Do your customers know you’re using their data to train your business AI?

  • With all the hubbub about AI, business leaders may be tempted to dive into the technology but care is required.
  • Chief technology officer at PBT Group, Willem Conradie, highlights the ethical and security considerations that decisionmakers must account for.
  • While the tech is moving faster than legislation, eventually legislation will catch up.

When ChatGPT first hit the internet folks spent a lot (and we mean a lot) of time trying to break the chatbot. Eventually, folks discovered ways to trick ChatGPT into bypassing its guardrails through a series of well selected prompts. One of these is the Grandma Exploit where ChatGPT was tricked into revealing recipes for napalm or sharing WIndows activation codes.

While this trickery grabs headlines, it also offers insight into how ChatGPT was trained. That is to say when you use the entirety of the internet as an information source, eventually folks will try to access that information through your platform.

We’ve now reached a stage where individual businesses are harnessing the capabilities of large language models and deploying these models into their own solutions. Whereas ChatGPT uses a wide range of sources, bespoke artificial intelligence platforms can be trained on specific data to assist in business processes and operations.

The benefits of deploying AI within a business are tempting but as chief technology officer at PBT Group, Willem Conradie notes, decision makers should take a considered approach to AI.

“Responsible AI involves integrating privacy, security, inclusivity, transparency, and accountability from the outset. AI is not purely a technology. Instead, it is an organisational shift that requires structural adjustments within companies if they are to manage AI responsibly,” says Conradie.

One of the growing threats in the cybersecurity space are infostealers. This malware captures passwords and logs key inputs. These credentials are then sold on to other cybercriminals or used to conduct attacks with legitimate credentials. In order to train AI, the model requires as much data as possible and this can often mean collating this data into one or a few locations that the model can access.

As such, securing that data means securing the business as a whole because as we know, breaches can happen in an instant.

Permission pending

While as a custodian of data you may be inclined to use it as you see fit, it’s important to behave ethically when training AI. This means that if you are using customer data, a business should seek to get express permission from customers to use that data for training.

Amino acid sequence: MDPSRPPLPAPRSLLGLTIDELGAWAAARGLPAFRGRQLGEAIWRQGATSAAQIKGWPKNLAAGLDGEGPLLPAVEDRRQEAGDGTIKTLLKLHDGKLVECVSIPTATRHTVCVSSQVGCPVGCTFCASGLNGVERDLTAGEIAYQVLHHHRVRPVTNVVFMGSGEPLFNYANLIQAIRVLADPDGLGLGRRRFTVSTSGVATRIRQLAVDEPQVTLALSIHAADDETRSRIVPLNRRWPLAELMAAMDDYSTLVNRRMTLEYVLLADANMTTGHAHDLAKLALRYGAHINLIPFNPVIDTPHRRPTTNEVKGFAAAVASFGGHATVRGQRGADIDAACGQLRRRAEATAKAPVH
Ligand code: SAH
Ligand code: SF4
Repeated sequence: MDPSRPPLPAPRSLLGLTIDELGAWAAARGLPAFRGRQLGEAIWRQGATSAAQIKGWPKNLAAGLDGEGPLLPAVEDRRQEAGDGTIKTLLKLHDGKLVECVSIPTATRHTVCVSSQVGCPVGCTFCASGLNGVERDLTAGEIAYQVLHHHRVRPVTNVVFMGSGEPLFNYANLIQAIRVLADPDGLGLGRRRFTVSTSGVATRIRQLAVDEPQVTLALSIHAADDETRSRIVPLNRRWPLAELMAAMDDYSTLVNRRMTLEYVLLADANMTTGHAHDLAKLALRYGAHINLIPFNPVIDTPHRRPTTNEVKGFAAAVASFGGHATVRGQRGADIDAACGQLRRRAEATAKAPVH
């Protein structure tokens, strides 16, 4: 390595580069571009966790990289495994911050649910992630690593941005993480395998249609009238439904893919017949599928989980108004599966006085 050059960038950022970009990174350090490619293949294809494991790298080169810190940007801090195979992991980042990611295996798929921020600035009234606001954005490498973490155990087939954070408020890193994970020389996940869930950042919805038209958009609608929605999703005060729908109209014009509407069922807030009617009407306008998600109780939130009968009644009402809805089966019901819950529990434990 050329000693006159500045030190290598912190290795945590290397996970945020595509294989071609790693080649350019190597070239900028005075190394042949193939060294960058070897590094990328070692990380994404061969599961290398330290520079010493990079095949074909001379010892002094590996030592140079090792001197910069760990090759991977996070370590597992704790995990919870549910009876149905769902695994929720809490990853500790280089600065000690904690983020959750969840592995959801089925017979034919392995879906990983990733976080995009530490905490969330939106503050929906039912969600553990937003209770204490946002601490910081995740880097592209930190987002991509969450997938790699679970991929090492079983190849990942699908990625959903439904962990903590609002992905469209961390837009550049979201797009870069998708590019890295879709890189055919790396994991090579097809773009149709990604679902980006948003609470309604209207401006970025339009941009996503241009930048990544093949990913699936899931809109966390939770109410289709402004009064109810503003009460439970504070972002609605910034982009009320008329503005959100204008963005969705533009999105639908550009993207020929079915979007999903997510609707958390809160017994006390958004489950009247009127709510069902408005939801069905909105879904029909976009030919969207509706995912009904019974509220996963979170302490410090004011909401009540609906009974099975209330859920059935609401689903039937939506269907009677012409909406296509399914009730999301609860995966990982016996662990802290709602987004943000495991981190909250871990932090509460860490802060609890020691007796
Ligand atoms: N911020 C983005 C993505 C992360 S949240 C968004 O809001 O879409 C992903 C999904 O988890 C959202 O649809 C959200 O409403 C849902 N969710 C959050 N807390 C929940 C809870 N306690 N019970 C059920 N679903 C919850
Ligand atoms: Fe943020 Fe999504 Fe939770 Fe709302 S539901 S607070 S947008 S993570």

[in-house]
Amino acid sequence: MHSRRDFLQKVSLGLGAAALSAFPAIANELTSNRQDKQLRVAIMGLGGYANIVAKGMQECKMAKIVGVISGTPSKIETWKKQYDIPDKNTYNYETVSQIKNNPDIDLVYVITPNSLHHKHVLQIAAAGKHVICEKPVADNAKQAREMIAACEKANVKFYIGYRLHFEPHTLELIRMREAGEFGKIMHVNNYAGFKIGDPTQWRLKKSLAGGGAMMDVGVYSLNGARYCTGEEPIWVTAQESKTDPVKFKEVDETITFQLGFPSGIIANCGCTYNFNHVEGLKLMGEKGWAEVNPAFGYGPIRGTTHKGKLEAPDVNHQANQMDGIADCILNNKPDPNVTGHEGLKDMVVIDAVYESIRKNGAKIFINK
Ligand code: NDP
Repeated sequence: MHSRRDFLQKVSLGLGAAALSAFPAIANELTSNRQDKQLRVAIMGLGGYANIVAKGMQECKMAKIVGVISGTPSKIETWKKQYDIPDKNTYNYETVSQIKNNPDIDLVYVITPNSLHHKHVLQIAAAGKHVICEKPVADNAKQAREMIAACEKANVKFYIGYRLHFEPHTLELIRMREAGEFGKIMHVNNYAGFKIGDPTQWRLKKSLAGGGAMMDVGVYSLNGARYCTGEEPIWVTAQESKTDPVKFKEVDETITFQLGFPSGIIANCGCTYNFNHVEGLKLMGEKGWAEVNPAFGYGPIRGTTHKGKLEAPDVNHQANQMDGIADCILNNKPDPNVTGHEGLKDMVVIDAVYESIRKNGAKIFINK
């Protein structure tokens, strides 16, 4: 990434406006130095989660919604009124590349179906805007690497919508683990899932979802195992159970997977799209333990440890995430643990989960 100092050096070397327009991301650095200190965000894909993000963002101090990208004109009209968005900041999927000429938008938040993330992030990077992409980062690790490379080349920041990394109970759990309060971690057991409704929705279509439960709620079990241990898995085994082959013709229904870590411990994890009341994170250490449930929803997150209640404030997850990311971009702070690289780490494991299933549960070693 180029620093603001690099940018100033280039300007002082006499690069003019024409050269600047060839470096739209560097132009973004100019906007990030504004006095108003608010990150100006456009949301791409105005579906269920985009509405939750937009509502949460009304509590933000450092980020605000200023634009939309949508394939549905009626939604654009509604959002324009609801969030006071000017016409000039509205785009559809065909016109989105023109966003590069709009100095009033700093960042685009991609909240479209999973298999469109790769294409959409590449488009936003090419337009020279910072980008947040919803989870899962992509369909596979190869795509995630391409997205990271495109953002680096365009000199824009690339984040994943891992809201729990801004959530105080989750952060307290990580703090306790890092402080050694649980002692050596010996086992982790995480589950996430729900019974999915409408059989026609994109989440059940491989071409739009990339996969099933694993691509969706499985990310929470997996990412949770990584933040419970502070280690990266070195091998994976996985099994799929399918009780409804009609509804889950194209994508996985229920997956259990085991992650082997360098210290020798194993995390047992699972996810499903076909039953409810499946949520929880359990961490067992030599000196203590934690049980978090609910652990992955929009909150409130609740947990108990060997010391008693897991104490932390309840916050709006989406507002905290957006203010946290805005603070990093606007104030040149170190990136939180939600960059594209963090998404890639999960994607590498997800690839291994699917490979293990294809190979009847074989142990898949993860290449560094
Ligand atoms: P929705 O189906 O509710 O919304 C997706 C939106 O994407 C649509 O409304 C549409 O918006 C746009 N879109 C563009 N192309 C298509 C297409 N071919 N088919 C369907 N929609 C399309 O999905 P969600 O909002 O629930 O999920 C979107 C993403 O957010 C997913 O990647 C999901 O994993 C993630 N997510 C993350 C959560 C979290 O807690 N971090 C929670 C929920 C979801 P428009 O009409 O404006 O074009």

“The local regulatory environment must still catch up with AI. At the moment, AI adoption is faster than any of the previous phases of big disruption in the industry – and currently there is no set of comprehensive legislation to govern the adoption and use of AI and machine learning in the country. But that is not to say that business couldn’t still find themselves in hot water with the Information Regulator and other stakeholders if their AI deployment is not compliant with already enforceable data protection regulations such as POPIA and GDPR at a minimum. I anticipate some interesting scenarios where things will go wrong, and regulations will adopt and adapt. Until then, responsible AI deployment comes down to keeping with sound business ethics,” says Conradie.

This is a consideration that may be overlooked by decisionmakers within a business. An entire AI deployment could come undone if, in a version of the future, the Information Regulator insists that express consent must be obtained from customers to use their data for training AI. Eventually, legislation will catch up with AI as it has in the European Union. Beyond that, if AI can be tricked into revealing Windows activation keys, it could reveal sensitive customer information, no breach necessary.

Moreover, the implementation of AI needs to be driven by level heads. We’ve seen time and time again how biased training data can impact groups of people when they are placed before AI-driven systems.

As the International Association of Privacy Professionals notes, “While the benefits are great, the potentially discriminatory impact of machine learning necessitates careful oversight and further technical research into the dangers of encoded bias, or undue opacity in automated decisions.”

Perhaps then its best to consult with minds that are well versed in matters of data security and privacy when considering a jump onto the AI bandwagon.

[Image – aymane jdidi from Pixabay]


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